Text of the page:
Ricky Rubio has finally arrived in Minnesota.  The two-year wait seemed more like an eternity in part due to the point guard that was selected moments after him in the 2009 Draft.  Jonny Flynn’s struggles are well-documented and I’d just as soon put them completely behind us.  But I can’t.  I need to mention at least once how happy I am to have the J-Fly Era put to bed in Minnesota.  No more behind-the-back rotation passes or rebellious 30-foot hoists when Luke Ridnour is waiting at the scorer’s table.  I realize that Flynn suffered a serious hip injury that required surgery and that this likely was a cause of his second-year struggles.  But his first year contained the same stupid floor decisions, only with a (slightly) higher success rate.

Wait, this was supposed to be about Rubio.  Sorry about that.  If the Wolves do indeed turn this thing around, Ricky Rubio is going to become a Tim Tebow of sorts, but without the religion.  Put simply, Rubio wins.  Also put simply, Rubio’s stats are mediocre at best.  His shooting percentages as a champion point guard in Spain would rival the very worst in the NBA, and his assist numbers are not out of this world either, for such a renowned passer and floor general.  (Though European assists are skewed low, by how they are measured.)  It could be that Ricky (assuming a starter’s load of minutes) averages something like 8 points and 6 assists a night, with 37 percent shooting, and yet is given the all-important “credit” for the Wolves’ success.  Of course, this will be given by 50.1 percent of NBA fans, while 49.9 have an entirely different take.  The Tebow situation, in other words.  Can it be explained in ways other than numbers?  I can already see Skip Bayless’ head exploding on First Take.  For now, let’s just be happy that the Spanish Prodigy is here and we all will be able to enjoy the opportunity to watch a uniquely-gifted passer, which is a very rare thing in basketball.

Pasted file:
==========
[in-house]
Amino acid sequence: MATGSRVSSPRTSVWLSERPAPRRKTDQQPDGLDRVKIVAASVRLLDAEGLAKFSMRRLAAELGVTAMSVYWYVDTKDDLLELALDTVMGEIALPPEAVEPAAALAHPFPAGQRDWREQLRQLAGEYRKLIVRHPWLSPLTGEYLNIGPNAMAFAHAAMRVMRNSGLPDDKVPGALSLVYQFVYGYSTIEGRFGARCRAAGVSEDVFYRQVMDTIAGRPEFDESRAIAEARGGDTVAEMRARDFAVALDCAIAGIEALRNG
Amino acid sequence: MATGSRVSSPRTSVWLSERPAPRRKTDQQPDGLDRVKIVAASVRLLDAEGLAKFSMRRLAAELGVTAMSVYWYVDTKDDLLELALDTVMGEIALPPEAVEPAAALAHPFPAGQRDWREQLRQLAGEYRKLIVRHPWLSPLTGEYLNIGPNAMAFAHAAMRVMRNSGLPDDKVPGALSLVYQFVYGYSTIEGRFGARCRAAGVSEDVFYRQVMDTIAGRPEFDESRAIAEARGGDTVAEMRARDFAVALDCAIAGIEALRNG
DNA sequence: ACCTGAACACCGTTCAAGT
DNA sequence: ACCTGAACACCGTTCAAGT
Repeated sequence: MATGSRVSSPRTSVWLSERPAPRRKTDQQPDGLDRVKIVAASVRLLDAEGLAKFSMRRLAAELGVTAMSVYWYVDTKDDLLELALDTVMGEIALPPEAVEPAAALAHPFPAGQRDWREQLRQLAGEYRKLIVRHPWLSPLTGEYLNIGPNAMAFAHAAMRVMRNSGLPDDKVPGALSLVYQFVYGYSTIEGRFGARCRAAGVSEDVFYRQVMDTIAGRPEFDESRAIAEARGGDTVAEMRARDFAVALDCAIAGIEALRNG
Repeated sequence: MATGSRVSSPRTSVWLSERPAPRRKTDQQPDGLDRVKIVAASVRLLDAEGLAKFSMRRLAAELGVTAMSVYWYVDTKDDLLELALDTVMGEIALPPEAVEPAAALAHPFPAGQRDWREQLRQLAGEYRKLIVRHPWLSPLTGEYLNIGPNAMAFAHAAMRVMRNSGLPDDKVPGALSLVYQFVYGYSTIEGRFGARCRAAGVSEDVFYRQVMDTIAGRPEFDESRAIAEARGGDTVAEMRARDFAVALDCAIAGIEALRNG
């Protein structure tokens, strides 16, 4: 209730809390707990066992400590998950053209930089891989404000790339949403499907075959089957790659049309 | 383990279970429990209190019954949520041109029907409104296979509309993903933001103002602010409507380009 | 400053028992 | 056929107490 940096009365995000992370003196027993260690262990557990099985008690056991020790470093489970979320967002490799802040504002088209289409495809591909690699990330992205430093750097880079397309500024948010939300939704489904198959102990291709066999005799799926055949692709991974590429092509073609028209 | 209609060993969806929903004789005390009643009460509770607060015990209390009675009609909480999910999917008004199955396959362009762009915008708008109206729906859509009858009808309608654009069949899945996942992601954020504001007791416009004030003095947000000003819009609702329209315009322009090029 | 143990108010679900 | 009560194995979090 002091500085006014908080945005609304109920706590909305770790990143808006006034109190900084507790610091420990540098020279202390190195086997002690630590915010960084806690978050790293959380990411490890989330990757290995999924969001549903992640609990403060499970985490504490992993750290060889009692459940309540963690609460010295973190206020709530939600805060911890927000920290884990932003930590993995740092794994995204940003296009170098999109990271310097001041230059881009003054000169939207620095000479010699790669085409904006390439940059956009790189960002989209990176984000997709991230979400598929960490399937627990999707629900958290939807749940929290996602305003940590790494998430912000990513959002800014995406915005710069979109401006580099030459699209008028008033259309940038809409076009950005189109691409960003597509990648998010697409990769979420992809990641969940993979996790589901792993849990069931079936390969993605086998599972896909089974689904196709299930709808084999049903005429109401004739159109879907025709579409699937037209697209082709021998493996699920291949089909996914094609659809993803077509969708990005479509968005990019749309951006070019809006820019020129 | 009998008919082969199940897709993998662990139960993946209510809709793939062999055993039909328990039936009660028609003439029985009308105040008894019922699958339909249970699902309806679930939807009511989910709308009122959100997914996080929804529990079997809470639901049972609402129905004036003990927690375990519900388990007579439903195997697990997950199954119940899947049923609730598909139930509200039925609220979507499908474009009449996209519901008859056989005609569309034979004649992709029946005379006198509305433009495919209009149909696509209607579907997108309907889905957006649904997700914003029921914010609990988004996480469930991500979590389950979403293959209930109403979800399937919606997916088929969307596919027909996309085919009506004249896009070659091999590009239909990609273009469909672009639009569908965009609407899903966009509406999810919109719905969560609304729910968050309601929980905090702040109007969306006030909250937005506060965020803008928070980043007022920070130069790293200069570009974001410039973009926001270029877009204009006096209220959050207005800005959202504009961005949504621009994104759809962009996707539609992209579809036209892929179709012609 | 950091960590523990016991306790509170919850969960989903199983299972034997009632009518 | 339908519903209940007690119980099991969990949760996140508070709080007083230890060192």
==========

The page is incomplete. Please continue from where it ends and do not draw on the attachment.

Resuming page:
The Glut

It might be that the Timberwolves five best players are forwards.  Kevin Love, Michael Beasley, Derrick Williams, Anthony Tolliver, and Anthony Randolph will all expect significant minutes this year and each of them plays forward.  Hell, aside from maybe Beasley, they are all natural power forwards.  There’s a glut that will require some creativity with the player rotations from the bench.  Matchups will be important and I think it is safe to assume that the starting lineup will not be the same for all 66 games even if the Wolves are fortunate-enough to avoid injuries.